These Factors started to turn everyone against the Tsar as they could see how terrible he really was and how much he wasn’t helping the country or its people which finally lead the end of the Tsar. In 1917 people started to lose faith in terms of reforms as the October Manifesto set up by Witte to help people and try to get the country back on track was removed after only a few years of it being in place not long enough for it to have an impact on Russian life. As in 1905 there had never been any real big reforms like on the October manifesto so people where excited as they thought something new and good would be
Chris Purchase Within the context of the period 1815-1917, how far was the First World War the main cause of the fall of the Romanovs in February 1917? February 1917, the First World War is going badly for Russia; supplies not getting through to the soldiers; huge numbers of Russian soldiers dying, wounded by the German army on the eastern front; Nicholas II lacking in military experience resulting in costly defeats for his army. Back home in Petrograd, the country is in chaos. Rasputin has been murdered and the revolutionaries are gaining in strength. So the question is... how did the rule of the Romanovs fail after 300 years in power?
More over, the tsar was out of touch with his people and the changes that were occurring through out the empire. The First World War acted as a catalyst and a cause for social change and revolution because Russia’s many underlying military, economic, social and political problems were brutally exposed and meant it was unable to cope with the enormous challenges posed by the War. The lack of proper military administration and war readiness led to massive military defeats, low morale and a subsequent loss of confidence in the Tsar. While the Russians had the largest military force in Europe during the war, they were predominantly peasants who were not prepared for war As the historian D. Thompson said “Russian soldiers were ill-clothed and ill-trained, and always under-equipped”(D.Thomson, 1957, p.564), with up to 25% of Russian soldiers sent unarmed to the front unarmed. The soldiers also had to fight in atrocious, unsanitary conditions.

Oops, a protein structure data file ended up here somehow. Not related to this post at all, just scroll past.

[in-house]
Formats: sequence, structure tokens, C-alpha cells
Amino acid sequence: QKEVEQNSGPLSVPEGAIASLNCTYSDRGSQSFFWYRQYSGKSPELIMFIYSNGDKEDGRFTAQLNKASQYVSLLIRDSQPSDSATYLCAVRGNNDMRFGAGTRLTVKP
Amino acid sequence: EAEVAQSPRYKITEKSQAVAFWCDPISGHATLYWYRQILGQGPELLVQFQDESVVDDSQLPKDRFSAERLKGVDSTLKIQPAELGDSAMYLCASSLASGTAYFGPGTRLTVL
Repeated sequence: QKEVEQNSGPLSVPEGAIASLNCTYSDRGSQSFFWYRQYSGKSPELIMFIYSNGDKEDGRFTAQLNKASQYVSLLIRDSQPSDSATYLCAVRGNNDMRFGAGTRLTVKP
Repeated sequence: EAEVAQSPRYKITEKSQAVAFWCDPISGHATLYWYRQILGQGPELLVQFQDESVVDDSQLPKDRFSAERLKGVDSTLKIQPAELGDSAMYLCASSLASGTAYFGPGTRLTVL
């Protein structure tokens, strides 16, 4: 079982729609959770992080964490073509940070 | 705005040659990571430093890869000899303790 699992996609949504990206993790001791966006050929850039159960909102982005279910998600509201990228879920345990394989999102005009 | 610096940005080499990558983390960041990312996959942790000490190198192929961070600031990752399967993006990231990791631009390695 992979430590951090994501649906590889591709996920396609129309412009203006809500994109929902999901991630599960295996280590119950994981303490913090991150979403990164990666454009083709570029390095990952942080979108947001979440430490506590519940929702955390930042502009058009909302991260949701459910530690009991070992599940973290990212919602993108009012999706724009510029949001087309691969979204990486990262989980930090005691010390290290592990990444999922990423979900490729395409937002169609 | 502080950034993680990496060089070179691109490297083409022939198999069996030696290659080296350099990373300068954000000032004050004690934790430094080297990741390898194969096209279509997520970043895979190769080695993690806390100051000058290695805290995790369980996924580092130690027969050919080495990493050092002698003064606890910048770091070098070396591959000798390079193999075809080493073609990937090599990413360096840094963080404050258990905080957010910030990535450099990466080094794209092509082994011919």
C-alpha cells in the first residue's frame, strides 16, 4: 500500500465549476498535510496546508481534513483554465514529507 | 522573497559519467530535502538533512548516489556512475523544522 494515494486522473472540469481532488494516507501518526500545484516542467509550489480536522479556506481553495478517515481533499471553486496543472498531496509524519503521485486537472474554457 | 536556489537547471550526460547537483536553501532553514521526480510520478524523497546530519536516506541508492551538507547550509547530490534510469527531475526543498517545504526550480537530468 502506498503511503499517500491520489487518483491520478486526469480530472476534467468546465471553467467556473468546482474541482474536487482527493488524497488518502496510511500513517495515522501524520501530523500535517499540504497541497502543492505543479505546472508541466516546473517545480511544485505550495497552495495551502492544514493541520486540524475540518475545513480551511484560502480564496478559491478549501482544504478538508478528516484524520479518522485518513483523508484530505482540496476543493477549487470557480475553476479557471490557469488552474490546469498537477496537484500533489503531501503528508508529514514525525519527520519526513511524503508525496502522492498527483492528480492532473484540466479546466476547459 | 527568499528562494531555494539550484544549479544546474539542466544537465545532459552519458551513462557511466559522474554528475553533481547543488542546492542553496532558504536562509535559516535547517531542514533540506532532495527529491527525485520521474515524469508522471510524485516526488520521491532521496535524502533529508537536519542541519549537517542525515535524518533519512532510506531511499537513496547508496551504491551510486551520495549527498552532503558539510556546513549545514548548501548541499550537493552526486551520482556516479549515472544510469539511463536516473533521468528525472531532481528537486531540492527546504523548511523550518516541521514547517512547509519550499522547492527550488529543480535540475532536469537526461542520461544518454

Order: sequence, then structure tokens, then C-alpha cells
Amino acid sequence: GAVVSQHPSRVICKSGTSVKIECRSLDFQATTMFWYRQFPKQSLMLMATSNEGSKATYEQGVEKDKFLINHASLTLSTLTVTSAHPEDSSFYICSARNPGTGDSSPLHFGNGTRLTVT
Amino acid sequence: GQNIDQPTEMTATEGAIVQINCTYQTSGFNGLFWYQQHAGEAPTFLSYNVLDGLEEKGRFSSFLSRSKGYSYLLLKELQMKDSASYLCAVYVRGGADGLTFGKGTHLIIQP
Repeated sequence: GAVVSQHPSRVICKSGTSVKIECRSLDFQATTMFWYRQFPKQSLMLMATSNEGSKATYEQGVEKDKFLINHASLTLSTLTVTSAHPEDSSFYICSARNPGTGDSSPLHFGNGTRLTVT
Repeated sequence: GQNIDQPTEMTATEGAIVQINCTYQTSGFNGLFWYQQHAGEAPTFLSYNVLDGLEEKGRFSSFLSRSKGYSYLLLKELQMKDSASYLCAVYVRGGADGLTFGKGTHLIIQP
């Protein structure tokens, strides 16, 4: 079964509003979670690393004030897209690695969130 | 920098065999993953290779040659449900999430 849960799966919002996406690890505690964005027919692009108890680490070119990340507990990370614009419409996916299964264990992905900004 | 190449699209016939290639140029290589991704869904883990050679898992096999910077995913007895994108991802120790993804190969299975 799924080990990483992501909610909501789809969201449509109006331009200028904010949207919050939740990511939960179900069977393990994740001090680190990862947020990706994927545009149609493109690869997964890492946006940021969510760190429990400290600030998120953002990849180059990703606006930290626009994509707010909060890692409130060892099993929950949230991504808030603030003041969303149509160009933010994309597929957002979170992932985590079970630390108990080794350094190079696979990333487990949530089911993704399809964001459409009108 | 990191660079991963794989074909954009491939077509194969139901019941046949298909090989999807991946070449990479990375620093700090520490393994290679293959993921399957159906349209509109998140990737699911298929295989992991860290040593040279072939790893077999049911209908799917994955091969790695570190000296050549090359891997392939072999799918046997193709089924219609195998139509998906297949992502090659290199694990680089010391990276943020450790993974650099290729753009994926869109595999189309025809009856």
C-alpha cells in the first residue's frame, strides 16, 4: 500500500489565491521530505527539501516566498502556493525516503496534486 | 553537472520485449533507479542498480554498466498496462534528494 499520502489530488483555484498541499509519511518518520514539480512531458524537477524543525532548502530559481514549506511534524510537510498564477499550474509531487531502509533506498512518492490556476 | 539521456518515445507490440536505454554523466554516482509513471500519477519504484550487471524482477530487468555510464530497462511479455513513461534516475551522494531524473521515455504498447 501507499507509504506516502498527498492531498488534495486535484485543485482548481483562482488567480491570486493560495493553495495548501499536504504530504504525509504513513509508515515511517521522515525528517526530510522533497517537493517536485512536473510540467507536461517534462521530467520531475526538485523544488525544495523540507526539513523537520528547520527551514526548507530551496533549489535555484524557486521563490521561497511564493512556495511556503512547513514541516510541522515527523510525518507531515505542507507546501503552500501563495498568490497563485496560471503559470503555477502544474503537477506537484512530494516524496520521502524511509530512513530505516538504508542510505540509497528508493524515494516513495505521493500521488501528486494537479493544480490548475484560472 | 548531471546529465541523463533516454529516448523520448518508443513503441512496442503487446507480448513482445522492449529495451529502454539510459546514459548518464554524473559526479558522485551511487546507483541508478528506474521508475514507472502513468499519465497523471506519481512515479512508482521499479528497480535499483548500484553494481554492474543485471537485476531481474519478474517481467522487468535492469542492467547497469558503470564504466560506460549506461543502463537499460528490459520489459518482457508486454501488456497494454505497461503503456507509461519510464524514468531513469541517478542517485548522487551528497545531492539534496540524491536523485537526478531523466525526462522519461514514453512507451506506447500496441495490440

This meant serfdom was already coming to its own natural end, and for Alexander II to support his nobles he had to emancipate the serfs so they could go start increasing their wealth and get out of debt. Serfdom was also holding Russia back, with the rest of Europe liberalising and making vast economic progress Russia’s economy was starting to look inferior and for them to advance as a nation they had to increase productivity of the serfs and the simple solution was to emancipate them. The serfs were inefficient and had a low productivity due to poor farming methods and constantly being oppressed by their nobles. This oppression and poor farming was caused by the extremely conservative rule which refused to modernise, had the Tsar modernised the farming techniques and stopped the
The lack of usable land in Russia and the subdivison of land between families both resulted in an incredibly low income, especially for larger families. This combined with the illiteracy of the people and refusal of the Tsar to provide basic education meant that there was no way to escape the misfortunes of life as a peasant. The poor harvests of 1900 and 1902 worsened matters even further and fuelled the peasants anger. The famines and starvation that followed provided sufficient evidence that the Tsar was not a born leader, “gifted and sent from God” as they had been taught to believe, but a weak and incompetent leader, incapable of making decisions or change. Another issue was that whilst the Tsar encouraged the industrial growth of Russia, and was keen for the country to become an industrial power, when peasants then left the land to work in the developing enterprises, they discovered that their living conditions did not improve.